Senegal continues to face major capacity shortages in its energy sector, but recent agreements with international donors as part of a nationwide plan to overhaul the sector should help boost electricity production in the medium term.

In July, the World Bank approved an ?68.5m loan to support several elements of Senegal?s energy reform strategy, Plan Takkal. The investment will be spread over five years and will help SENELEC, the state power utility company, to ?reduce technical and commercial losses and improve the reliability of electricity services?, according to a World Bank statement.

More specifically, the funds will be dedicated to modernising electricity distribution infrastructure and upgrading the company?s billing systems to tamp down on usage fraud. Much of SENELEC?s commercial losses are due to billing fraud; the installation of pre-pay modular meters and electronic Smart Meters, which can be read remotely, should bring equipment up to international standards for fraud prevention.

Funds under this agreement will also go toward supporting the production and distribution of energy-efficient light bulbs and providing consumer incentives to reduce electricity consumption in an effort to bring down energy costs. Senegal?s energy sector is one of the continent?s most costly and inefficient due to years of inadequate management and investment, and the government has committed to reforming the sector in the immediate future. The World Bank investment will reportedly be matched by an ?6.85m investment by the Senegalese government, for a total project cost of ?75.36m.

The country?s unreliable and expensive power supply has been a?restraint on economic growth?in recent years. In 2011, rolling blackouts lasted for up to 30 hours in some areas of the country, paralysing business operations and sparking widespread public protests. While SENELEC?s capacity totalled some 640 MW in 2010, the company has a constant shortfall of between 30 and 50 MW. Senegal saw just 2% GDP growth in 2011, slowed by energy sector inefficiencies as well as reduced agricultural output due to drought.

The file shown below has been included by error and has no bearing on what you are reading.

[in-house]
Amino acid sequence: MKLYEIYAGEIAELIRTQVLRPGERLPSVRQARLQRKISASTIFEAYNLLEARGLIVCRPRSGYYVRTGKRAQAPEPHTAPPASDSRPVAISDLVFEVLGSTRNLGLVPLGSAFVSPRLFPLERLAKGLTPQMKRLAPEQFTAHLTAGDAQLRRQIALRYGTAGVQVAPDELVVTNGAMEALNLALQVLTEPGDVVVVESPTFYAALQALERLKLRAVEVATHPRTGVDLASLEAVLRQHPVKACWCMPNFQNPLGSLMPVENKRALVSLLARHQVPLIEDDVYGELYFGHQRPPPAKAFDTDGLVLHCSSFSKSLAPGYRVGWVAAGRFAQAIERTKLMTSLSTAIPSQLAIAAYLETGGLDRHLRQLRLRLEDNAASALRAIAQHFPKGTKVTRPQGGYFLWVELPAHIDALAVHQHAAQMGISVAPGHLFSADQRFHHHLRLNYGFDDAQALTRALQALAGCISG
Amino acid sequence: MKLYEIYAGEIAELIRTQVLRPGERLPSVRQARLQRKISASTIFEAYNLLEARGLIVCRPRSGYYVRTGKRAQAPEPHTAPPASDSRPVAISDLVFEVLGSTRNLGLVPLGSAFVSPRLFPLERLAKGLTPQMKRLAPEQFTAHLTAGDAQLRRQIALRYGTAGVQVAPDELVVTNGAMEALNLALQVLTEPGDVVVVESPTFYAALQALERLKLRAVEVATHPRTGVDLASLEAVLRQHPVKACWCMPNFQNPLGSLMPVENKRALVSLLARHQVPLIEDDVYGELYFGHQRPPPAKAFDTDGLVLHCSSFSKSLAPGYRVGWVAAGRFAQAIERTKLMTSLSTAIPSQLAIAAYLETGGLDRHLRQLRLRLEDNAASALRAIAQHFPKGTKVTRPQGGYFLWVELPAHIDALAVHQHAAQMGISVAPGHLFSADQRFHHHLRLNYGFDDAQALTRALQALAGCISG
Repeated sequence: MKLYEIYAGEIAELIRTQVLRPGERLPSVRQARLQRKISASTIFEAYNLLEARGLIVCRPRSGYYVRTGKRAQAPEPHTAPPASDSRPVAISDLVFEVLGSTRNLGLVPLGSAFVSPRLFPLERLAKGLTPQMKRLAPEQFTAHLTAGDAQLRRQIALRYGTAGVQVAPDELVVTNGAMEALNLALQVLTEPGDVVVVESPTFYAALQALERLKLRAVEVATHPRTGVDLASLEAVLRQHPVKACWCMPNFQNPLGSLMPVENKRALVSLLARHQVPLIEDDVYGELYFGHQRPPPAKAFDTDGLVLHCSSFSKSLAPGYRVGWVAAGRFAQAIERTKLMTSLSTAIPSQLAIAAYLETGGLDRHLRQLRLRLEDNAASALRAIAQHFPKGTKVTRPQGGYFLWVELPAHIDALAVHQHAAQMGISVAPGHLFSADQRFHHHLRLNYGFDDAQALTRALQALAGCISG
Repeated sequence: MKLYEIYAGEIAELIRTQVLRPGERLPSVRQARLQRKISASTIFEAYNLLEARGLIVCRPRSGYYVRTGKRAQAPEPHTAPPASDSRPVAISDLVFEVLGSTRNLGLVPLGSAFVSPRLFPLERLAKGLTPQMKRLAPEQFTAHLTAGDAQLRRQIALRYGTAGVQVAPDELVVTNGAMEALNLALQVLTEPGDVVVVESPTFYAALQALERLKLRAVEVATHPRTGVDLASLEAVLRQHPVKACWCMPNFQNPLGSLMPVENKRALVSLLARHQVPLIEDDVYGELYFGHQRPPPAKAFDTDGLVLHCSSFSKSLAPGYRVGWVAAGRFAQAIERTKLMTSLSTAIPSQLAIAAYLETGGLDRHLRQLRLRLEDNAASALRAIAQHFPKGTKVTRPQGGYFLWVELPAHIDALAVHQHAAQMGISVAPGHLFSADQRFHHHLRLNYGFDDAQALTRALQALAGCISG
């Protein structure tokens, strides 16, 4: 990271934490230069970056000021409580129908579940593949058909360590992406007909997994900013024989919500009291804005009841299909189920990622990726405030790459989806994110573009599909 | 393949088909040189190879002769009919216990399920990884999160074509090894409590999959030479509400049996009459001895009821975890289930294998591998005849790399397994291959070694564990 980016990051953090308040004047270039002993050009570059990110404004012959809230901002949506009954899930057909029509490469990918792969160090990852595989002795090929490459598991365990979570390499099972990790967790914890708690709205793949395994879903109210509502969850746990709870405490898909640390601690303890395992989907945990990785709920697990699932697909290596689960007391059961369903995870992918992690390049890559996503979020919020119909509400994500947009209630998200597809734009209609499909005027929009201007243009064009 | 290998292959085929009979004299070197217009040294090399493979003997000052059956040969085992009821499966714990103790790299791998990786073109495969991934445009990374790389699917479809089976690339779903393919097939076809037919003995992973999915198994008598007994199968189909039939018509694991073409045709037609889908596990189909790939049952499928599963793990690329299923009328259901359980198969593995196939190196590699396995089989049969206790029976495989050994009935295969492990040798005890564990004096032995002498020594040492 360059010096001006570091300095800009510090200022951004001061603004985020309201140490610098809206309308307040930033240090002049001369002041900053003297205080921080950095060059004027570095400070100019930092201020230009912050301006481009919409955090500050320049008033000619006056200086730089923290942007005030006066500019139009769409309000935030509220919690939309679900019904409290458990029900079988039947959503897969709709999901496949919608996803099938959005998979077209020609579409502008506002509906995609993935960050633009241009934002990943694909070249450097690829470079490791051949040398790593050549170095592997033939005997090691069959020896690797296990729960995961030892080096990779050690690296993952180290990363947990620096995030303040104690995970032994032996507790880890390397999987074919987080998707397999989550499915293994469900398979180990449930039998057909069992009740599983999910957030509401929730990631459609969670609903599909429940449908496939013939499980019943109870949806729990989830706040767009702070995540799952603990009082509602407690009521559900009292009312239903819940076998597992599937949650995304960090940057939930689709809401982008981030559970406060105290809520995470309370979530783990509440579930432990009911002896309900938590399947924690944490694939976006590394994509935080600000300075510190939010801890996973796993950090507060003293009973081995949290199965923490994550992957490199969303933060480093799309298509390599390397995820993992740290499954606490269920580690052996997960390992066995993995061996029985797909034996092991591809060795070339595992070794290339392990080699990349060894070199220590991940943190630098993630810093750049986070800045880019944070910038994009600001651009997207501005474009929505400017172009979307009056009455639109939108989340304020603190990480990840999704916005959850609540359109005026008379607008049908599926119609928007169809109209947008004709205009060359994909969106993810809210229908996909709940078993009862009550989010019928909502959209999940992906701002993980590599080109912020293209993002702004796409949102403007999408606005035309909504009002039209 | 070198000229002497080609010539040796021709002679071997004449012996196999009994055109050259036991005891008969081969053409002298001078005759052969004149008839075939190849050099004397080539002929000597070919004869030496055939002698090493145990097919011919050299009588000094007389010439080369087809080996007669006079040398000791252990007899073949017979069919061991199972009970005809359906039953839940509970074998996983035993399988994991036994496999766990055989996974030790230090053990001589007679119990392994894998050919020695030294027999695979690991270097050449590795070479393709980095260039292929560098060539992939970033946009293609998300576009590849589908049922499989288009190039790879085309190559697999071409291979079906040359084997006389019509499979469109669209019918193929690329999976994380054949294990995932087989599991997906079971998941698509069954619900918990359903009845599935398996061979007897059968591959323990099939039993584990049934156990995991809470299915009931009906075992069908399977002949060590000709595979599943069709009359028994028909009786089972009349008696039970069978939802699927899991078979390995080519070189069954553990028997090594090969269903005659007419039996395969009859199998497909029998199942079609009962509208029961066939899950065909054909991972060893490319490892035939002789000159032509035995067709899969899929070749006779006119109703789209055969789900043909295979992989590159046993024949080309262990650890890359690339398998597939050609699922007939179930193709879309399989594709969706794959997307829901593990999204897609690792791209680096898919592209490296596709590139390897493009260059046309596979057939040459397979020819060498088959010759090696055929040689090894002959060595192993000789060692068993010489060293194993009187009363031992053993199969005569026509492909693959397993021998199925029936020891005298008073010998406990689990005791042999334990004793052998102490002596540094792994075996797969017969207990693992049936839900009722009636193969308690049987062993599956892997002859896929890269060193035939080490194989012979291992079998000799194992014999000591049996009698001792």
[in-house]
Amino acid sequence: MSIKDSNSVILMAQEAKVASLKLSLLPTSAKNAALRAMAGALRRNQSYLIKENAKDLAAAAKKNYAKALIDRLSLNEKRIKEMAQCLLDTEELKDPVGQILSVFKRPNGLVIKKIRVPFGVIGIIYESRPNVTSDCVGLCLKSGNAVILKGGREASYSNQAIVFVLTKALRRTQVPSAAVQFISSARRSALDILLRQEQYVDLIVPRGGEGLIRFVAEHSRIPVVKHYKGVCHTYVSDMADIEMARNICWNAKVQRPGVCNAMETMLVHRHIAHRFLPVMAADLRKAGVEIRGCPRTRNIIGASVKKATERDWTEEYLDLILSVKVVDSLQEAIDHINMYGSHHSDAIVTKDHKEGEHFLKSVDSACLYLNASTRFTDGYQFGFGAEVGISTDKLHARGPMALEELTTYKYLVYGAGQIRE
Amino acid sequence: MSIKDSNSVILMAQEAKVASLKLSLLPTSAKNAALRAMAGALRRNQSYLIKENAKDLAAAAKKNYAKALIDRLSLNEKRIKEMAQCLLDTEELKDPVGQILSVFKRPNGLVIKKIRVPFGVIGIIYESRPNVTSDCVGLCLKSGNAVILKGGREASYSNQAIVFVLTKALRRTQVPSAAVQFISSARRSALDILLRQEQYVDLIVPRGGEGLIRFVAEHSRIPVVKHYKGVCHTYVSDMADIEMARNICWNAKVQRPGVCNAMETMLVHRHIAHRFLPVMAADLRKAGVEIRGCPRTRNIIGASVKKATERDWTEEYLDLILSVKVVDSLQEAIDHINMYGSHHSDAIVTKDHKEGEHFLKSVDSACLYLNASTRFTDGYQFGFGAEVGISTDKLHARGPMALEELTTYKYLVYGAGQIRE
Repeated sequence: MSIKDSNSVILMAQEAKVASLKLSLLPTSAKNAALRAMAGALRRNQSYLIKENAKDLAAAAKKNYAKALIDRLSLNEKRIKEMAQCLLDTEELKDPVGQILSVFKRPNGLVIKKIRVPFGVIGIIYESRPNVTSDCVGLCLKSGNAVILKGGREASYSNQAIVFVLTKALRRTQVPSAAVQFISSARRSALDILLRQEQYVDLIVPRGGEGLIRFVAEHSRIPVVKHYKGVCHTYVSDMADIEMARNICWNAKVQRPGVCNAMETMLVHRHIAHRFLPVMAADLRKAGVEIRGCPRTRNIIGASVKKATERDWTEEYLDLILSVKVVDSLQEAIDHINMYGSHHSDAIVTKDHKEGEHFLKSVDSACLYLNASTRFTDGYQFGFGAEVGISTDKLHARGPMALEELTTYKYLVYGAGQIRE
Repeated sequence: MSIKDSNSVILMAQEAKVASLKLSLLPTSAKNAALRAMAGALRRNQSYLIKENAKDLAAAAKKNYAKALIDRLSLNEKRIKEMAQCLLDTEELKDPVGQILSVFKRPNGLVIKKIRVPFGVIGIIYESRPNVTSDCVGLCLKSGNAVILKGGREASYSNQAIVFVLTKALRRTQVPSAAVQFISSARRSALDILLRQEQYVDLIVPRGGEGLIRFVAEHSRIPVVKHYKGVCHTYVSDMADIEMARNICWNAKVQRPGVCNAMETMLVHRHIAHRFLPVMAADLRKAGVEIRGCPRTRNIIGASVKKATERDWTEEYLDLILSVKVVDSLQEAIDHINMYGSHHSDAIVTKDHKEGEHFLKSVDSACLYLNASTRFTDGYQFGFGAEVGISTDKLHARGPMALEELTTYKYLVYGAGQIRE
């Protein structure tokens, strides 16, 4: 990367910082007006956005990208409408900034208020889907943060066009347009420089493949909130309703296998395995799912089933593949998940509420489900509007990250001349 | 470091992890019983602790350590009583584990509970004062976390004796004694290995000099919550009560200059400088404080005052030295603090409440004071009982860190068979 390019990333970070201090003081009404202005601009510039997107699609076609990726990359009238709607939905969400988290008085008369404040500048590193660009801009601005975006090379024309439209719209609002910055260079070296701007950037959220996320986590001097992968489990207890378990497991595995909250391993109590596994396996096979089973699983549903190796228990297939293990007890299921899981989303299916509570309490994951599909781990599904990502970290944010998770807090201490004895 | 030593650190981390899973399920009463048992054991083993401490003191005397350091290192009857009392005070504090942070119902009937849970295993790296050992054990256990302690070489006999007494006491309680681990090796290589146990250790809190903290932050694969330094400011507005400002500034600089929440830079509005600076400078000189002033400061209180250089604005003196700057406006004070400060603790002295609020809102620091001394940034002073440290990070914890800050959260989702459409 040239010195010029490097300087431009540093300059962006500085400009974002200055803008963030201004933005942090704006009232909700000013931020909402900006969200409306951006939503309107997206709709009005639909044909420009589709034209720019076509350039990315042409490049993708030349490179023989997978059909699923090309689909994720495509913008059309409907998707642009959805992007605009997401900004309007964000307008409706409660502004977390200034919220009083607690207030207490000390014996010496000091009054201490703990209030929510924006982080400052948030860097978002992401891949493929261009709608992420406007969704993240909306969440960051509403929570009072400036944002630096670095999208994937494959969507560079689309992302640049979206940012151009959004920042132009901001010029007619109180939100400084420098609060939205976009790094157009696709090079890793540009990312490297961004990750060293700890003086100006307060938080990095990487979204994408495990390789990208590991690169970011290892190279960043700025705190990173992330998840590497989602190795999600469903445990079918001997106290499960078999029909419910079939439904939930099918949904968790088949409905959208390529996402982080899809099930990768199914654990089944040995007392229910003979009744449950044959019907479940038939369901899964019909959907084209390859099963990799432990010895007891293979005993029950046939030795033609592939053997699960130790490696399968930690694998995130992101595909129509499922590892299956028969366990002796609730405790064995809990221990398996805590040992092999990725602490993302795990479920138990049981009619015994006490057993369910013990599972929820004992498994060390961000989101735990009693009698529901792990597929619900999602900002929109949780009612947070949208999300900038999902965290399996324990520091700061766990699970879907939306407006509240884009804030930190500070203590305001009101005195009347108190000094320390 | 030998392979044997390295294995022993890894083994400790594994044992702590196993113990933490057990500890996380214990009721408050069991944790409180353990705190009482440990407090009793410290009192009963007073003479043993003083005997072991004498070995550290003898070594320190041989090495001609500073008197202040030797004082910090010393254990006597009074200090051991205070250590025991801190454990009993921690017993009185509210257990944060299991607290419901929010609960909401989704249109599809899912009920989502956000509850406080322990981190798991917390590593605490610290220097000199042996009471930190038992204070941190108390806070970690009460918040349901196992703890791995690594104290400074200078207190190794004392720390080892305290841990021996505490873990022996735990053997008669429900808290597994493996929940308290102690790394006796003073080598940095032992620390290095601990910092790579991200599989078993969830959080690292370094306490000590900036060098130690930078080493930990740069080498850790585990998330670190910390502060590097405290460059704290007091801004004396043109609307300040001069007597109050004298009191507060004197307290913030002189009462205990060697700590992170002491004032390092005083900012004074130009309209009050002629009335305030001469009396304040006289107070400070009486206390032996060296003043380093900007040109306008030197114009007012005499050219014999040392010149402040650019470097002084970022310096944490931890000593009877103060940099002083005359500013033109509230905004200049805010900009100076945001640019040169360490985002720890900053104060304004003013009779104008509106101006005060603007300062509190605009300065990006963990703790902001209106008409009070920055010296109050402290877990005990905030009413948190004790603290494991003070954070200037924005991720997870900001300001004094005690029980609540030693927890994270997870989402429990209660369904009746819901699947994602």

The Senegalese Ministry of Economy and Finances estimates that?GDP growth will climb?to 3.9% in 2012, though much of this improvement can be attributed to increased agricultural output. Improving the power supply will be critical to the government?s goal of boosting growth to meet the West Africa regional average, which is forecast to reach 4.5% in 2012.

The government?s commitment to invest in energy sector reform is a positive step in that direction but still risks weakening the economy in the short term. Senegal?s fiscal deficit stood at 6.7% in July 2012 but may climb as high as 8.2% by year-end, or roughly ?878.47m, if measures are not taken to moderate public spending in other areas. Senegal?s fiscal deficit climbed from ?493.18m in 2010 to ?693.64m in 2011, due in large part to state subsidies aimed at keeping consumer electricity costs down.

In a review of Senegal?s performance under its Policy Support Initiative, the IMF recognised that Senegal will need to incur higher spending levels in 2012 to improve the power supply but indicated that a fiscal deficit of around 8% would be unsustainable. Amadou Kane, the new minister of economy and finances, has highlighted the worrying fiscal debt level in the international press and has indicated that he hopes to bring debt servicing to a more sustainable level of 30% of public receipts, compared to the 37% currently registered.

International support, such as the World Bank loan, will be critical to support higher levels of public spending and get the power sector back on track without destabilising the economy. Earlier in 2012, the World Bank began consideration of a second loan of $55m, which would be set aside for budgetary support and could be eligible for renewal in the 2013/14 fiscal year. However, no decision has been announced thus far.

Senegal also concluded an agreement with the Korea Electric Power Corporation to construct a 250-MW coal-fired power station for a total estimated cost of ?457.35m. The plant will help to boost the power supply once it comes online in 2015.

The government effort to lead a top-to-bottom reform of the energy sector and SENELEC should help to support economic growth in the medium to long term. However, with already high levels of public spending, involvement from the private sector and support from international donors will be crucial to making these plans a reality.


Source: oxfordbusinessgroup


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